“As a new business owner in Southington, I need to find and fill out a permit so that I can open my store, but I need to do it all on my smartphone since I am constantly on the go.”

Going from left to right:

  • Screen 1: Business Permits Screen
  • Screen 2: Permit Selection Screen
  • Screen 3: Selected Permit Information Screen
  • Screen 4: Fill Out Permit Screen

Designing the screens like I did was to make sure it’s easy for the user to figure out how to do different tasks and not get annoyed because the user can’t do what they need to as easy as possible.

 “As a high school student, I want to volunteer more so I need to find volunteer opportunities I can sign up for and submit right on my smartphone.”

Going from left to right:

  • Screen 1: Community & Youth Services Screen
  • Screen 2: Volunteer Opportunities Selection Screen
  • Screen 3: Filter Screen (to narrow down results)
  • Screen 4: Filtered Volunteer Opportunities Screen
  • Screen 5: Selected Volunteer Opportunity Information Screen

Selecting a volunteer opportunity is similar to the business permit selection to keep it the same design throughout the app and to keep it connected no matter where the user is in the app. I also included a filter option to help narrow down when there could be a lot of results to begin with.

“As a mom of two young kids, I want them to enjoy reading so I want to know if there are any events at the public library that encourage reading and reserve a spot if I need to, all on my smartphone.”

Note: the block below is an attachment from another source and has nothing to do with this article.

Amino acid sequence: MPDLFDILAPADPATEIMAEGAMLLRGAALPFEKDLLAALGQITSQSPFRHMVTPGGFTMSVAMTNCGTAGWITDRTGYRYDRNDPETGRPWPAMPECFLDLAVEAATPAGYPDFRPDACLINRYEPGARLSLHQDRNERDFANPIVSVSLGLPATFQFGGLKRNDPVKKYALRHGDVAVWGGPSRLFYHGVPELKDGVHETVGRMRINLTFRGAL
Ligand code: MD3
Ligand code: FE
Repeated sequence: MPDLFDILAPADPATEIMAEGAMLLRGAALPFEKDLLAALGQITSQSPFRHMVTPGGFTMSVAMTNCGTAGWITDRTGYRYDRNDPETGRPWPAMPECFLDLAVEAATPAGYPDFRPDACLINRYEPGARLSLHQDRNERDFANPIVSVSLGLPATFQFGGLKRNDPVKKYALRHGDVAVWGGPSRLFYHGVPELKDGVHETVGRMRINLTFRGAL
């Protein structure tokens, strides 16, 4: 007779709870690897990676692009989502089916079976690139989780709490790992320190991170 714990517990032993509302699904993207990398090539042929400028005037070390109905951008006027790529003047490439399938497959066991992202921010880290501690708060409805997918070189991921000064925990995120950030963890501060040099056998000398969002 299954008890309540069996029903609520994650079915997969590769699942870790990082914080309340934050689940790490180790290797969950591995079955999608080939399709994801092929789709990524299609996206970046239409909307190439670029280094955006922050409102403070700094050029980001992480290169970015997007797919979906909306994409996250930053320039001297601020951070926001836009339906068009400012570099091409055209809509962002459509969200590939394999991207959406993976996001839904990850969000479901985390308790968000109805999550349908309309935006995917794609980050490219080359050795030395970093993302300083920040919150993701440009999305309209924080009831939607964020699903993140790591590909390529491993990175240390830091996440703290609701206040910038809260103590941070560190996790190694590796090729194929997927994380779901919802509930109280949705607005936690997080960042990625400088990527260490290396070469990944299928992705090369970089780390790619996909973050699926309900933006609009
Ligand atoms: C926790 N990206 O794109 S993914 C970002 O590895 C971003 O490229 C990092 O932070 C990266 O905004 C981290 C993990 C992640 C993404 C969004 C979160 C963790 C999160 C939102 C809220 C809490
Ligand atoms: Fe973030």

Going from left to right:

  • Screen 1: Public Library Screen
  • Screen 2: Library Events Screen
  • Screen 3: Selected Event Information Screen
  • Screen 4: Event Sign Up Form Screen
  • Screen 5: Submission Confirmation Screen

While the screens are similar to the ones before, I did add the confirmation screen where the user is able to go to different pages easily without getting confused how to in the first place. The confirmation screen will also be shown after anything is submitted throughout the app and not just for this task.

Going from left to right:

  • Screen 1: Online Payment Screen
  • Screen 2: Alert Sign Up Screen

The online payment screen can have a lot of information, so I created what the first screen would look like and I didn’t want it to overwhelm the user right away which is why I broke it up into sections and with buttons to have the user view more information about it. Then on the other hand, the alert sign up is one of the easier screens to create but still an important screen in order to keep up to date with what’s going on in the town.

Overall, the low-fidelity prototypes that were done on paper was very helpful in understanding what ideas would and won’t work and how the users would navigate through the app. It also helped to get my ideas out in a visual way that focused more on the idea and not getting caught up in the details and design.

Resources:

  • Fulton, Graeme. “A Guide to Paper Prototyping (POP) – Create Basic Prototypes on Paper.” Marvel Blog, Apr. 2017, marvelapp.com/blog/stop-talking-start-sketching-guide-paper-prototyping/.